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CIA Employee Had Access To “Gold Mine” Of Information, Witness Says

February 6, 1986

ALEXANDRIA, Va. (AP) _ Larry Wu-tai Chin, accused of spying for China, had access to secrets which, if given to foreign agents, would have jeopardized American agents and policy, CIA officials testified at his trial.

The material handled by Chin, a former CIA employee, would be a ″gold mine″ to a foreign power, said CIA analyst Carl Ford, a China specialist and one of the prosecution witnesses who testified at Chin’s trial Wednesday.

Prosecutors have not accused Chin of passing any specific documents to China. But FBI agents say they obtained a verbal confession from him when he was arrested last Nov. 22 that he worked for Chinese intelligence for 30 years.

Chin’s attorney has said in court that his client gave classified documents to China, including one in June 1970 saying that then-President Nixon was looking for a signal from Chinese leaders to improve ties between Washington and Peking.

The 63-year-old Chin will testify that he was seeking to reconcile the nation of his birth, China, with his adopted land, the United States, said his attorney, Jacob Stein.

Chin is accused of espionage, conspiracy and filing false income tax returns.

Prosecutors say Chin received up to $150,000 for his alleged spying, and invested it in real estate in the United States without reporting the income to federal tax authorities.

If convicted, he would face life in prison and fines of more than $2.5 million.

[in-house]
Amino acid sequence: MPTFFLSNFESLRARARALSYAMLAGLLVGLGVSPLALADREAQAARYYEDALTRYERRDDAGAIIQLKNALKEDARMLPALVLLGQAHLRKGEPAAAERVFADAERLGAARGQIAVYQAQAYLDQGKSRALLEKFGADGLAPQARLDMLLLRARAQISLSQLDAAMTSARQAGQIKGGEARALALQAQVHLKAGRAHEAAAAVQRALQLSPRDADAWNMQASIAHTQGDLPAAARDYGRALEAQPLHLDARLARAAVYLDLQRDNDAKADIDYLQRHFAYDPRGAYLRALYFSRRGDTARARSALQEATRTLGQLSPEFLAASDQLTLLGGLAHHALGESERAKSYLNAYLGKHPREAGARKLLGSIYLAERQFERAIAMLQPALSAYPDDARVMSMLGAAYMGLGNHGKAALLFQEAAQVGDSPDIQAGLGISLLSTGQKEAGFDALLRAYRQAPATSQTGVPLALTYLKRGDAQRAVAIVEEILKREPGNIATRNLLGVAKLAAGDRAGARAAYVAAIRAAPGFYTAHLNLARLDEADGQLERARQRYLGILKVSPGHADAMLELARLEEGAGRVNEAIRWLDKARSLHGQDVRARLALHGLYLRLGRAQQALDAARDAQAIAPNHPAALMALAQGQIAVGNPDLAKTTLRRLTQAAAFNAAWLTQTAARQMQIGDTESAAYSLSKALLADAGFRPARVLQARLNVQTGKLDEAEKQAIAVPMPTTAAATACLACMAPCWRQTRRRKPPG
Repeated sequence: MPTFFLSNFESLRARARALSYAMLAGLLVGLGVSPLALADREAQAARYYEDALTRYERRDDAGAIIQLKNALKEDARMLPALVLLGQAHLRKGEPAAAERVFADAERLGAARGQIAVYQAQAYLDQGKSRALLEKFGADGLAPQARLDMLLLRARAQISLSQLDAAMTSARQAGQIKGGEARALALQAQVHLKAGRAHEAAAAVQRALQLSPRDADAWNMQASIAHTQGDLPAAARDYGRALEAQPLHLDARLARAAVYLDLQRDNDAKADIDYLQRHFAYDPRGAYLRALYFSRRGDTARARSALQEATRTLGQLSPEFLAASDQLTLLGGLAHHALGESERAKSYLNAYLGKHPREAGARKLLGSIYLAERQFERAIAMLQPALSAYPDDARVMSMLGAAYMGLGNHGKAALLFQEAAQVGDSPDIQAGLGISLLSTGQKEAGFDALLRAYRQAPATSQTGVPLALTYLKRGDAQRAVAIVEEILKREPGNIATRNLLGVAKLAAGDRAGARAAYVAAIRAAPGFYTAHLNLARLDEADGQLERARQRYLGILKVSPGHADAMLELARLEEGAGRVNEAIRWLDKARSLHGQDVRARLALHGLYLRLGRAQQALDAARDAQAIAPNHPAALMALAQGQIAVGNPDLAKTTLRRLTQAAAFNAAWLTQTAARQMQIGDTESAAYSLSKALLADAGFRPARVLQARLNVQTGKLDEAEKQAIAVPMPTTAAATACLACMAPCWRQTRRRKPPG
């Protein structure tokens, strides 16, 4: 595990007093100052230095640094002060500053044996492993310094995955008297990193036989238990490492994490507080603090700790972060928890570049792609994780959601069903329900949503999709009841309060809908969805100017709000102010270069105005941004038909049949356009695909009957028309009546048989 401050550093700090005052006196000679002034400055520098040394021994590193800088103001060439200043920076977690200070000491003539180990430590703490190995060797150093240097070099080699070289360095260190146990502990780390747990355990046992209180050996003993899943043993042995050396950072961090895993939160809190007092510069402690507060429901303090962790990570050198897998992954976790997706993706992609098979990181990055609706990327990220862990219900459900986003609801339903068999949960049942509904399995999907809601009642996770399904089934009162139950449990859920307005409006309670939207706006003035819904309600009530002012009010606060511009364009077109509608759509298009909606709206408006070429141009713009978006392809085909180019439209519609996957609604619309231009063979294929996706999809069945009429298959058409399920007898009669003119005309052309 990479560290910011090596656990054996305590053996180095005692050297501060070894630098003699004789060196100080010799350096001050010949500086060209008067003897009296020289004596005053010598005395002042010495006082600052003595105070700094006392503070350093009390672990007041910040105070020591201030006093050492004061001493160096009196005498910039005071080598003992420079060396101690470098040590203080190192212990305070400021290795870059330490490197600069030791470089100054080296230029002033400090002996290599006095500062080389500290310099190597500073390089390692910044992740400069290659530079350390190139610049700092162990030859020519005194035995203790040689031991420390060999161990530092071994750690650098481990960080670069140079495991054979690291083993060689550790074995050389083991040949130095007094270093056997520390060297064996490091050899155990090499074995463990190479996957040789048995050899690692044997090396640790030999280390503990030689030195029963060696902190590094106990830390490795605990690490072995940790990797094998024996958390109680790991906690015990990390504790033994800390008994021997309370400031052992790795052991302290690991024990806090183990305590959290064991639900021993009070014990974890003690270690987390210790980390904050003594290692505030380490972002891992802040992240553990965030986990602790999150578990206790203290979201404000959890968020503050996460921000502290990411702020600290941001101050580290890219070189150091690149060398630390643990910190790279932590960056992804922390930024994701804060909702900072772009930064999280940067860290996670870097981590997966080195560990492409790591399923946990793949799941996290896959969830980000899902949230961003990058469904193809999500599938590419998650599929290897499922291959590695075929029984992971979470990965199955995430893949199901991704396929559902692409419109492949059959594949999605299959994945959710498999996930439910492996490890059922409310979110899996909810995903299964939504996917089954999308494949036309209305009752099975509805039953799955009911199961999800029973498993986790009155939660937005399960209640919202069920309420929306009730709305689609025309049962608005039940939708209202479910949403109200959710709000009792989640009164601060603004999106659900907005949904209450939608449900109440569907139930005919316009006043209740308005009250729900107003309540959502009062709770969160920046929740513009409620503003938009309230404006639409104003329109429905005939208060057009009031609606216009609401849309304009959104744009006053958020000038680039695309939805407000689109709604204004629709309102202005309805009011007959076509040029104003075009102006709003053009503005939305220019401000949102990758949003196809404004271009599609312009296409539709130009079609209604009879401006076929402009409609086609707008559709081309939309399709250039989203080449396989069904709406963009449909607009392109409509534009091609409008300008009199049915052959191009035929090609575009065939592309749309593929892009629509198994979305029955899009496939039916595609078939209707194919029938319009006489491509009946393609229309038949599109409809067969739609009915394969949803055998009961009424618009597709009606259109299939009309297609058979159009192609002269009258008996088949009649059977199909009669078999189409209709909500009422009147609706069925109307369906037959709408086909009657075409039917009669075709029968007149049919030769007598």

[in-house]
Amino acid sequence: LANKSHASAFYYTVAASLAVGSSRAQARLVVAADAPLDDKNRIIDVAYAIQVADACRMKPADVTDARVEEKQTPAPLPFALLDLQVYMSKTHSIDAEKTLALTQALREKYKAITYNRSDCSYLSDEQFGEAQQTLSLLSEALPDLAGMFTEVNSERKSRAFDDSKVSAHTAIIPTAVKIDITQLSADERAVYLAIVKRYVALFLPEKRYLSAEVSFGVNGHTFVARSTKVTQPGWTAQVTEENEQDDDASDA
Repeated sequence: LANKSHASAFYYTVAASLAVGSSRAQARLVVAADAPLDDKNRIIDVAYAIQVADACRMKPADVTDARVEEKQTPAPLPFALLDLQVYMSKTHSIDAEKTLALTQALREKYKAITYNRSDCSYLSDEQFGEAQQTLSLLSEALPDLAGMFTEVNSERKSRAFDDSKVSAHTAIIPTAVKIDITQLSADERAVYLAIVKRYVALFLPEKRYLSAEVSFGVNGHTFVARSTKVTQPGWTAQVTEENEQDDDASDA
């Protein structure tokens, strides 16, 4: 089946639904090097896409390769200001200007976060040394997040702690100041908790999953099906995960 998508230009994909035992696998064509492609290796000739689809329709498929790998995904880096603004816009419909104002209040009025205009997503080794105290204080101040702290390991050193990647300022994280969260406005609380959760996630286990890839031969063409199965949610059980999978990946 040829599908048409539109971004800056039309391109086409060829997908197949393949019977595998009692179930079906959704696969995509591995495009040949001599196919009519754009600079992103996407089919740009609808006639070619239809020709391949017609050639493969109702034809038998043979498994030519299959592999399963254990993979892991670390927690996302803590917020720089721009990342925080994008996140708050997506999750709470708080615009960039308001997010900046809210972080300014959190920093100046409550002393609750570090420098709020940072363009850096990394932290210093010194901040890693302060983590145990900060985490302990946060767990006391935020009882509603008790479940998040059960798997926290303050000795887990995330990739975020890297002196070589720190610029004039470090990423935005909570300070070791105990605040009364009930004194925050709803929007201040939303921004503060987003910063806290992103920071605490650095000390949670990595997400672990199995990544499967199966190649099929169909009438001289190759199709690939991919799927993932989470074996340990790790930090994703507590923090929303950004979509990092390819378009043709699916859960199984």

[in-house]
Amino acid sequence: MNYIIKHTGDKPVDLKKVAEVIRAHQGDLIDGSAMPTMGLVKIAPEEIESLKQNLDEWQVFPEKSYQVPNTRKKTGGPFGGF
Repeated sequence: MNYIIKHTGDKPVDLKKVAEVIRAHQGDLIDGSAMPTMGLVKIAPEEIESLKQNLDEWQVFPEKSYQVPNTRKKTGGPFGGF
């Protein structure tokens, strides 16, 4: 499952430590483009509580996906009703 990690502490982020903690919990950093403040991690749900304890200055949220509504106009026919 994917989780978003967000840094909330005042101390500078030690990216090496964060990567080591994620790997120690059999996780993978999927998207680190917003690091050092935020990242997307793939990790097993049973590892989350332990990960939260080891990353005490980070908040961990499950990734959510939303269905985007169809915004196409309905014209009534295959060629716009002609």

Much of the testimony from prosecution witnesses Wednesday was intended to demonstrate that Chin routinely handled classified documents that would have damaged U.S. security if passed to a foreign power.

Chin had high-level security clearance while employed at the headquarters of the Foreign Broadcast Information Service, a CIA section that monitors foreign broadcast and printed reports, said Cyril Braegelmann.

Braegelmann, Chin’s supervisor from 1970 until 1981, said that the defendant had access to and translated classified documents, including hand- written dispatches from U.S. spies in China, training materials for American agents, and detailed reports on political and military affairs in China, Vietnam, North Korea and Taiwan.

Chin also regularly received classified CIA telephone directories and lists detailing the training courses and foreign assignments of agents, Braegelmann said.

The defendant regularly handled intelligence reports prepared by the CIA for the president based on covert information, and read analyses from the Defense Intelligence Agency and allied governments, Braegelmann said.

Braegelmann said that Chin was ″one of the best Chinese monitors that we ever had,″ and therefore had access to a wide range of documents.

In his confession, Chin allegedly told FBI agents that he smuggled papers from his office in the Washington suburb of Rosslyn, photographed them at home with a camera, and passed the undeveloped films to a Chinese agent known as ″Lee″ in a Toronto shopping mall.

Ford testified that revealing the names of agents, their assignments, the type of material they collected and were asked to look for could expose U.S. spies, and ″if those people are widely known they could be killed.″

″It’s something that an intelligence agency would give its eyeteeth for,″ Ford said. ″It’s what it is all about.″

Ford also disputed Stein’s argument that America would profit if Chinese leaders received classified information that Nixon was watching for a signal to improve relations in 1970.

An intelligence officer with such information would advise his leaders to drive a hard bargain with the other side, Ford said.

″My assessment would be that this country is vulnerable. I would know that this country wants a deal,″ said Ford, noting that it took seven years of ″sensitive negotiations″ after Nixon’s 1972 visit to China before full diplomatic relations were restored.